Before conducting our survey of police department manuals, we identified five basic requirements for accessibility and navigability that we believe foster transparency:


1). Is the policy manual hosted on the official police department website or city government website?

Posting this information online allows the public to understand the policies that govern police behavior, empowering them to be informed participants in the democratic process that shapes those policies.


2). Is the manual posted in its entirety?

If whole policies or even sections have been omitted, rather than sparingly redacted, it unnecessarily limits public knowledge of police policies.


3). Is it possible to search across the entire manual?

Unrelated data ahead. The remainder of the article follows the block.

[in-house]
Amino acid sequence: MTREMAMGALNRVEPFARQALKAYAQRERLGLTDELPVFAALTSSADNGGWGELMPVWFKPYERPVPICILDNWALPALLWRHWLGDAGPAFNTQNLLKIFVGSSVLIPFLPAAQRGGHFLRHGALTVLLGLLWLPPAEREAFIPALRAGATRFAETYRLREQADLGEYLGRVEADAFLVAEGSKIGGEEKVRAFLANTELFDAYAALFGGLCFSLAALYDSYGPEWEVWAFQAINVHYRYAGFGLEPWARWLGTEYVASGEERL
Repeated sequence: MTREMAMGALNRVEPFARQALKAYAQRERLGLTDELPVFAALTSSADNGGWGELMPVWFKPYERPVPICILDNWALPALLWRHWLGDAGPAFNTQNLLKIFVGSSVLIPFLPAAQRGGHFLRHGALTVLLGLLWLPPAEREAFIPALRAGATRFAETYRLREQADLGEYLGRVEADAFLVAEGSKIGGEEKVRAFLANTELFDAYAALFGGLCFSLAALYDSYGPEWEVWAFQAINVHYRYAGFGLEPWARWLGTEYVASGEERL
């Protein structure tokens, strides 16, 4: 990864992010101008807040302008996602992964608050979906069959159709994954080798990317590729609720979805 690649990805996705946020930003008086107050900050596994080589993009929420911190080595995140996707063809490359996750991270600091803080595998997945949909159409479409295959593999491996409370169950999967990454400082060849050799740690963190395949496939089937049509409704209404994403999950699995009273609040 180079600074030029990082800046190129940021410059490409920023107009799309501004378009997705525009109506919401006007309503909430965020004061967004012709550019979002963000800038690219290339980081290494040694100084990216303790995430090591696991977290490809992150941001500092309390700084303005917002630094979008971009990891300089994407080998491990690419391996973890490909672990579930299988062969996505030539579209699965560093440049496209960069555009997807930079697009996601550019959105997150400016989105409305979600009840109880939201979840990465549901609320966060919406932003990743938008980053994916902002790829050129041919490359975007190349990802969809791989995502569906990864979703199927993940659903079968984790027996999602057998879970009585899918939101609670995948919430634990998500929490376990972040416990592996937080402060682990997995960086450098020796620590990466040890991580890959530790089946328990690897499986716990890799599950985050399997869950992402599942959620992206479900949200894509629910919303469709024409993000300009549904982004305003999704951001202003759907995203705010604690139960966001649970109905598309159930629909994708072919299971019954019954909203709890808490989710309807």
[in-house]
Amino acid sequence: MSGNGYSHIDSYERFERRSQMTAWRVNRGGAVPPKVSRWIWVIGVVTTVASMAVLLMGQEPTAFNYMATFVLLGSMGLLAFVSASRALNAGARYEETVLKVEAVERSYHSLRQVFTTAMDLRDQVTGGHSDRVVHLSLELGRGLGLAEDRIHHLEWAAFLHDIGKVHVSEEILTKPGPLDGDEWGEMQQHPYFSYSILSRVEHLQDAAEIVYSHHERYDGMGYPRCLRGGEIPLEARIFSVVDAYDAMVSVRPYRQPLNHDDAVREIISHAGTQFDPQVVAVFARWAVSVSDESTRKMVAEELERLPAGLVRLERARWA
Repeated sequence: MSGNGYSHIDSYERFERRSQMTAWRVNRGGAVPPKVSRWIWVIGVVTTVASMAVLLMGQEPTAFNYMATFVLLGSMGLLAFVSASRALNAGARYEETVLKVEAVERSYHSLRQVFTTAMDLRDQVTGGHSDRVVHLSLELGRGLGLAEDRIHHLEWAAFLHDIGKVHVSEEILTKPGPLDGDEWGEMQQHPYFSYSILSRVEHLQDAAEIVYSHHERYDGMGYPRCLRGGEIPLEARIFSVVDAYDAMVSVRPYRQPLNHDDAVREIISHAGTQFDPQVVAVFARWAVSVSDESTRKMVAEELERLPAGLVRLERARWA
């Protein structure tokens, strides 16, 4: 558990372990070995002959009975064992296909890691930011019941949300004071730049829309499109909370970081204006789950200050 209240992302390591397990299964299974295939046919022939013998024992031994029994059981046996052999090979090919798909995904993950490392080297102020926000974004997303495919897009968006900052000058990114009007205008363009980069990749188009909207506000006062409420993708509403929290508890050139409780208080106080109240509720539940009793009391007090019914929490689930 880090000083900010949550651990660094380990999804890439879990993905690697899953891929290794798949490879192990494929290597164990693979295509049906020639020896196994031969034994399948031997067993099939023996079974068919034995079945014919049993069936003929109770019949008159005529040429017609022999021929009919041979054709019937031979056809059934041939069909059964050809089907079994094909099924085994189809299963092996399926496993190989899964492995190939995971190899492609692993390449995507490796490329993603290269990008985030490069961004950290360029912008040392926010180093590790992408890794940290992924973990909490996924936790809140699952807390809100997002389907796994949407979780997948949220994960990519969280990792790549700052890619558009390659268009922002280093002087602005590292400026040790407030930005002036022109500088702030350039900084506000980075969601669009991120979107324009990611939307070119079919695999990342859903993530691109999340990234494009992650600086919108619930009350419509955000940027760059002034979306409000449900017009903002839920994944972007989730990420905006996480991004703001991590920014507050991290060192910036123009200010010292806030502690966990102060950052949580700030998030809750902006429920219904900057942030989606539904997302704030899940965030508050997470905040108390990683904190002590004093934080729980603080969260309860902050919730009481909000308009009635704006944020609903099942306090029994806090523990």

This means that the manual includes a function that allows users to search for keywords (i.e. “use of force”) across multiple policies, simultaneously.


4). Does the manual have a clear navigational framework?

Does the manual have navigational options that help the public explore its contents so that all the polices are clearly laid out and the reader can jump between them.


5). Are all policies dated, especially as to their most recent revision?

This tells the public it has the most recent version. Not every policy needs updating, but very old policies may indicate a need for review.